However, it’s not the action that shines in The Giver; it’s the questions the book brings up. Lowry’s novel made me question so many things I take for granted and examines things that I’ve never even given a second thought:

  • Without memories, can someone ever truly be ‘wise’? Or does wisdom come from learned experience?
  • Is our own community formed through free will, or do we also have ‘rules’ that deliberately structure our society?
  • Can people truly not deal with differences, or do they chose to surround themselves with ‘sameness’ because they fear diversity?

The novel also looks at love, emotions, human connection, and courage, among other things.

Now, if you’ve seen the trailer for the upcoming movie, the real question seems to be in concern to how closely (or not closely) the movie will follow the book. The trailer is below for your viewing pleasure, though BEWARE OF SPOILERS if you haven’t read the book:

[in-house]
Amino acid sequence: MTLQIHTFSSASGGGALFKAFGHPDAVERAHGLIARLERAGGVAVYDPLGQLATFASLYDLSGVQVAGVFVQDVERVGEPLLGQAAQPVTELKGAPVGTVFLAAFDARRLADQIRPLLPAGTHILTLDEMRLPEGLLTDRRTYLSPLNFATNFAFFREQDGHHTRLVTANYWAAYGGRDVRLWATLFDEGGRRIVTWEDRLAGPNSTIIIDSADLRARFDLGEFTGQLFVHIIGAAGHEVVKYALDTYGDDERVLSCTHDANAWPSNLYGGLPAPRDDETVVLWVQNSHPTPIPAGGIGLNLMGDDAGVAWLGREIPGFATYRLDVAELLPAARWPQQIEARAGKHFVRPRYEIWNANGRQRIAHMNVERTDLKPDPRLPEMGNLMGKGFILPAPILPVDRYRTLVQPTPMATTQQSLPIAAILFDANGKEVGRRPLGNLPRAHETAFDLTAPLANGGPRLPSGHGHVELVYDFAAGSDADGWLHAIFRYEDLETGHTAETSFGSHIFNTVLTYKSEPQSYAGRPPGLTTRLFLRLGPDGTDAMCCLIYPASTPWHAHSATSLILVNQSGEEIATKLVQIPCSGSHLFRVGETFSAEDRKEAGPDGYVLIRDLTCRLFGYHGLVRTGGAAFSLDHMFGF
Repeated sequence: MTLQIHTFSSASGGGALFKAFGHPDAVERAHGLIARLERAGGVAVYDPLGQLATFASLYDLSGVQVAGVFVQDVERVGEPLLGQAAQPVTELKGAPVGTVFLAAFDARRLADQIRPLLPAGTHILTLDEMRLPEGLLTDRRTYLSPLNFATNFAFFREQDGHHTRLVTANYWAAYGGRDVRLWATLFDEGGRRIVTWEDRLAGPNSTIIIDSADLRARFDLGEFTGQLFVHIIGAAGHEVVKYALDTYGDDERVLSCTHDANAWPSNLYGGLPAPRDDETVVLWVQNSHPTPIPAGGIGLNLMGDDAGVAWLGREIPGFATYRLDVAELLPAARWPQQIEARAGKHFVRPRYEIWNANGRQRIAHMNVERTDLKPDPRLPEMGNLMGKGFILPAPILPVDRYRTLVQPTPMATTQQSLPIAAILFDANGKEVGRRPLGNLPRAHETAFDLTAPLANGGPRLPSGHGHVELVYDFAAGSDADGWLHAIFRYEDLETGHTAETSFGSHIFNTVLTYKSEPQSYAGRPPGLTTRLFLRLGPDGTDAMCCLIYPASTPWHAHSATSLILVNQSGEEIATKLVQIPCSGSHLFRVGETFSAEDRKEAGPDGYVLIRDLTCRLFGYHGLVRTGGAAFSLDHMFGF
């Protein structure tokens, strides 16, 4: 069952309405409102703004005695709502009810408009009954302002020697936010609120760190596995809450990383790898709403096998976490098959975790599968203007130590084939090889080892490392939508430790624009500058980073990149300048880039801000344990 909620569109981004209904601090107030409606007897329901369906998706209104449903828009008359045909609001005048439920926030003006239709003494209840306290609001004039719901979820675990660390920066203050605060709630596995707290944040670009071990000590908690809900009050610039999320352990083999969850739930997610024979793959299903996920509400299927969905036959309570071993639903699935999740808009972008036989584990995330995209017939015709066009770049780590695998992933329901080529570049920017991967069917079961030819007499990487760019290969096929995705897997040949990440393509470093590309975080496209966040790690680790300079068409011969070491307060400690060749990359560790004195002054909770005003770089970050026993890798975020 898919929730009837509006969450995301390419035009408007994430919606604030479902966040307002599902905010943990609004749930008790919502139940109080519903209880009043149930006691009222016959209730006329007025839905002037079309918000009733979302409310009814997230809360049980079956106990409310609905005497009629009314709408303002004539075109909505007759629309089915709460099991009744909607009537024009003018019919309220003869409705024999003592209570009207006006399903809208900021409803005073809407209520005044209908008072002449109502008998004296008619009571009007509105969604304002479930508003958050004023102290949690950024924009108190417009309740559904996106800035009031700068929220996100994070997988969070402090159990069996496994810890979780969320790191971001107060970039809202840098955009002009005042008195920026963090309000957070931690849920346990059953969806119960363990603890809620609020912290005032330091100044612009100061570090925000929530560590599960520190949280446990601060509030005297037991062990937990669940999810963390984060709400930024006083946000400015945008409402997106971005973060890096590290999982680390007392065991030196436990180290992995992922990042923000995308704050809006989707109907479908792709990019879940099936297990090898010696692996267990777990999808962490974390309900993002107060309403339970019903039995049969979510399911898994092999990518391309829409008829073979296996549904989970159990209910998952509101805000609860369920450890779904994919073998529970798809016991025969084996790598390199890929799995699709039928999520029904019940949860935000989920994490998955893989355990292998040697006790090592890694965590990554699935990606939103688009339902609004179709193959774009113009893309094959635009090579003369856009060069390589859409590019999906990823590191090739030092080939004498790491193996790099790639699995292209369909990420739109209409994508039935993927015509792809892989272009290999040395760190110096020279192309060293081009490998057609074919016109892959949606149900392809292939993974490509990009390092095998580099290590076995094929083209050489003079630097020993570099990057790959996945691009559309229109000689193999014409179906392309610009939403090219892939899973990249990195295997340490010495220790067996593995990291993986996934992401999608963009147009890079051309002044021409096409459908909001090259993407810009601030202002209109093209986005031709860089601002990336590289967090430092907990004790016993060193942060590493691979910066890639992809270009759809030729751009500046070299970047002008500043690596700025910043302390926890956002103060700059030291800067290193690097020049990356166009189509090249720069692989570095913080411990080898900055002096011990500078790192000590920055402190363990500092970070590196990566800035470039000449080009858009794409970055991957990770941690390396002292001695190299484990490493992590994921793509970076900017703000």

It seems that Jonas is no longer 12 but maybe 16, making The Giver like so many other dystopias. So of course, he is given a love interest that doesn’t exist really exist in the book. The trailer gives away so many big ‘reveals’ from the book, so it becomes obvious that the ending will not be the same.

But at the same time, the trailer is very compelling and makes me want to see it. There is obviously more action, and the romance adds a new twist to the story. The acting looks to be superb, and the cinematography is eye-catching and dramatic. And it doesn’t hurt, of course, that Brenton Thwaites is rather easy on the eyes. 😉 I will probably go to see it in theaters, and hope it does not disappoint.

The Giver is different from the average dystopian, and really made me think.

Have you read and enjoyed The Giver? Were there things about it you didn’t quite like? What do you think about the movie trailer?


  • Anna says: